For decades medical schools and teaching hospitals focused on turning out superb technicians. Students and residents were expected to be well versed in the latest medical advances and knowledge about disease, but the advice they usually received on how to communicate with patients was to maintain emotional distance. As patients found out, good technicians didn’t necessarily make compassionate clinicians.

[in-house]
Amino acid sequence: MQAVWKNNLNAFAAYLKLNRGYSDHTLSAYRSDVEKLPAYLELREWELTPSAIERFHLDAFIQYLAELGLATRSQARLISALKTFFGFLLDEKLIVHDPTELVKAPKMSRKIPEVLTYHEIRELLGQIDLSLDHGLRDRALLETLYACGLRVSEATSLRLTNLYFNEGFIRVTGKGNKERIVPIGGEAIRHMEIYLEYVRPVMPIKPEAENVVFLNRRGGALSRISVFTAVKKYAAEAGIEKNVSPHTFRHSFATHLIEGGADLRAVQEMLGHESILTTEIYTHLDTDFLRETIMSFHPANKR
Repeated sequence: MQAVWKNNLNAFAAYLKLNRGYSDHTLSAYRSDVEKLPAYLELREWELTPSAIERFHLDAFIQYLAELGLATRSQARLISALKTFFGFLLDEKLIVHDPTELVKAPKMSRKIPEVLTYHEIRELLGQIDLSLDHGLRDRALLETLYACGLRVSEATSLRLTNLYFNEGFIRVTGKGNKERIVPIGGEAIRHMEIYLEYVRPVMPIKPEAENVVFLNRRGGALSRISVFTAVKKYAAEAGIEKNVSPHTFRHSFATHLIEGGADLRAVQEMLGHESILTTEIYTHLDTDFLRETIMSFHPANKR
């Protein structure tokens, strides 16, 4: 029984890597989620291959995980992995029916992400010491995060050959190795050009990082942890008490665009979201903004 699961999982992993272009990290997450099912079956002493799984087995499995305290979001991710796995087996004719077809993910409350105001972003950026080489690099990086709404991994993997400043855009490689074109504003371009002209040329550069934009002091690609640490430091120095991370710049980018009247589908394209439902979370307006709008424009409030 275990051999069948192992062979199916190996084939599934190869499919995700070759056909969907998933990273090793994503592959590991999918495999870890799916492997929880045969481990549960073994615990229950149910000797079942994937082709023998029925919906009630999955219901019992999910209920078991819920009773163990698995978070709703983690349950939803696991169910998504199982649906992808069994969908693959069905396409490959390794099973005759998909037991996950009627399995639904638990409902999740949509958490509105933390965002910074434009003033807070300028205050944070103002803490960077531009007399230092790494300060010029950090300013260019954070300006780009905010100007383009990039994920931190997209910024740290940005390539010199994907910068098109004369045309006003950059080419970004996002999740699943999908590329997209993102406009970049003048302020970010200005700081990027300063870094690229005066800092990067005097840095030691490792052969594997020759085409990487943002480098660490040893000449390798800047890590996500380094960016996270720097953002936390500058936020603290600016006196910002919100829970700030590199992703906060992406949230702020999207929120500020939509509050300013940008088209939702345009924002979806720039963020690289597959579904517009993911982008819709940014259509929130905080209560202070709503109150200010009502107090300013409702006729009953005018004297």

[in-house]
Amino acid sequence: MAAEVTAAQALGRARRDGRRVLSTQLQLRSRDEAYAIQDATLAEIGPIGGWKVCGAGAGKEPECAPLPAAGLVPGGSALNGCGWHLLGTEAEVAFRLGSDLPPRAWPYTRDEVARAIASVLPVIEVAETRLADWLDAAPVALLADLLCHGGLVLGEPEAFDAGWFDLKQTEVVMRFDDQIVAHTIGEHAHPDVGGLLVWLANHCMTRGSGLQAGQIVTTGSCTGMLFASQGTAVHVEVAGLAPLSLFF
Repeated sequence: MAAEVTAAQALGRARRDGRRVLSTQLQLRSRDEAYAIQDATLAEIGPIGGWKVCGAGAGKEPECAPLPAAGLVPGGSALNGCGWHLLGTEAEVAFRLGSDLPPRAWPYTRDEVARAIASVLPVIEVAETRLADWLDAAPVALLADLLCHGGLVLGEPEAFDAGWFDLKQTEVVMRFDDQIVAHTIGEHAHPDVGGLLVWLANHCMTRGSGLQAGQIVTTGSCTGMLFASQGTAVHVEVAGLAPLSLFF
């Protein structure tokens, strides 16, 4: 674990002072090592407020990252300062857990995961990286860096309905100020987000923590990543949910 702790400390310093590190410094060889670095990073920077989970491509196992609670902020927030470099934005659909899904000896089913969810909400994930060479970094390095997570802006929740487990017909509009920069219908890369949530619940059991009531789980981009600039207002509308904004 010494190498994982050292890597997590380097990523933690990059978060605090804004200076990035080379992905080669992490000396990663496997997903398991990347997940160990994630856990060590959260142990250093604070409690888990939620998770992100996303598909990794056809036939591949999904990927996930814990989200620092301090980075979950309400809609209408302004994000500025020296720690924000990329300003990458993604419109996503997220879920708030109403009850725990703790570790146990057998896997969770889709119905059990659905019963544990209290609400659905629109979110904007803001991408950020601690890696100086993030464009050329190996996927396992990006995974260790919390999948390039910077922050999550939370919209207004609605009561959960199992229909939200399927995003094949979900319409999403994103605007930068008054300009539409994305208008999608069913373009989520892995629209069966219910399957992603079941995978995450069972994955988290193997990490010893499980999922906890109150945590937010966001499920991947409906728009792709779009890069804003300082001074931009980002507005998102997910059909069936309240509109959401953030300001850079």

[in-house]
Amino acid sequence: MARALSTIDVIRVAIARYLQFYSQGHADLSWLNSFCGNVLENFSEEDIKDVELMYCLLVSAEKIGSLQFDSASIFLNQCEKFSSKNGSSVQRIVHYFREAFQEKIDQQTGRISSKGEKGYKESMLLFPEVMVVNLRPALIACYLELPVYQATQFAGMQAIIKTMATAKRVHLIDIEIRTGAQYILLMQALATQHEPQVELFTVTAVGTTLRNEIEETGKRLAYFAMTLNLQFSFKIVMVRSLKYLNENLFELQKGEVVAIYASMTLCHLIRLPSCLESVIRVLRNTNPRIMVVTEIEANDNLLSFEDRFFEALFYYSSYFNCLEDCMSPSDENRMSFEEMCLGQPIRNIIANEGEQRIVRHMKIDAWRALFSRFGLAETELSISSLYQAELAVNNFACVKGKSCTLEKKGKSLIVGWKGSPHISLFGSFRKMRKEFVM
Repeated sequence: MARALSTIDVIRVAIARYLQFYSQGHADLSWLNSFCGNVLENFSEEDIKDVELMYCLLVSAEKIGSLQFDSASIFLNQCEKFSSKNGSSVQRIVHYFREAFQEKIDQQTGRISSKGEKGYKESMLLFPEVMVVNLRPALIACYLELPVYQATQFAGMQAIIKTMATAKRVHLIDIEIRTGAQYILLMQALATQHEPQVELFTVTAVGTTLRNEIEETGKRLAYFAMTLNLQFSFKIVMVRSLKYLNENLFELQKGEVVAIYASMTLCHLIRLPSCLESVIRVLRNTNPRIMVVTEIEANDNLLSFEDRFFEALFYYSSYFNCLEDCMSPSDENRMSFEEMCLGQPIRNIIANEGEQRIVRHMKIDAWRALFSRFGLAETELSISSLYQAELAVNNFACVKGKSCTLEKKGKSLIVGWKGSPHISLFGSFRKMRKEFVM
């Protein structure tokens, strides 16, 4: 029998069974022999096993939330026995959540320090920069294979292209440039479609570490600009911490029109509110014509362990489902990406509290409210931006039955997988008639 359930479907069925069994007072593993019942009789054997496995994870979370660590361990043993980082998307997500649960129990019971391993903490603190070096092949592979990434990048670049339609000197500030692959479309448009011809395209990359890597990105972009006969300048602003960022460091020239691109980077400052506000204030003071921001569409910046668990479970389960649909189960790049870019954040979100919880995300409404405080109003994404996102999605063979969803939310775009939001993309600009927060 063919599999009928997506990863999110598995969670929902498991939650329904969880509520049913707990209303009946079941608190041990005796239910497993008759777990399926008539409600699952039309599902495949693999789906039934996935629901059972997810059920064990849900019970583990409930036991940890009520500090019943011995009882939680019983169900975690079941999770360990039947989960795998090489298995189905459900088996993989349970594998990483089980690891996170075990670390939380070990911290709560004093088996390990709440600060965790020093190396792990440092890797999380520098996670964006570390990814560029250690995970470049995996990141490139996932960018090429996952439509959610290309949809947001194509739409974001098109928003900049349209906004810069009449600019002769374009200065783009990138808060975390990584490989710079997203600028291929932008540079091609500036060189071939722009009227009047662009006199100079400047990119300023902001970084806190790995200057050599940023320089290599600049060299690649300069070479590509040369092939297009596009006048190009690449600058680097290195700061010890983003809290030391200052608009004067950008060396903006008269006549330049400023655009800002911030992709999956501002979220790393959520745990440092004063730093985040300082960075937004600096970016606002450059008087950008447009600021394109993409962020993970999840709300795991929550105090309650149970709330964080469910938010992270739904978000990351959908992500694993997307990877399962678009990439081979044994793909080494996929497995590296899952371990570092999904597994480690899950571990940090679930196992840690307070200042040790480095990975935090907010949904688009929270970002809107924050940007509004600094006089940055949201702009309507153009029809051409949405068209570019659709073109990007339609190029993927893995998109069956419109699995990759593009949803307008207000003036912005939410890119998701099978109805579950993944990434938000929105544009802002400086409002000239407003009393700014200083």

Since then medicine has learned that compassion and communication skills should—and need to—matter. Studies have shown that compassionate care can lead to better patient outcomes and adherence to treatment regimens. And how doctors communicate to the rest of the care team also can affect patient outcomes, as well as work relationships and the culture of a health care system.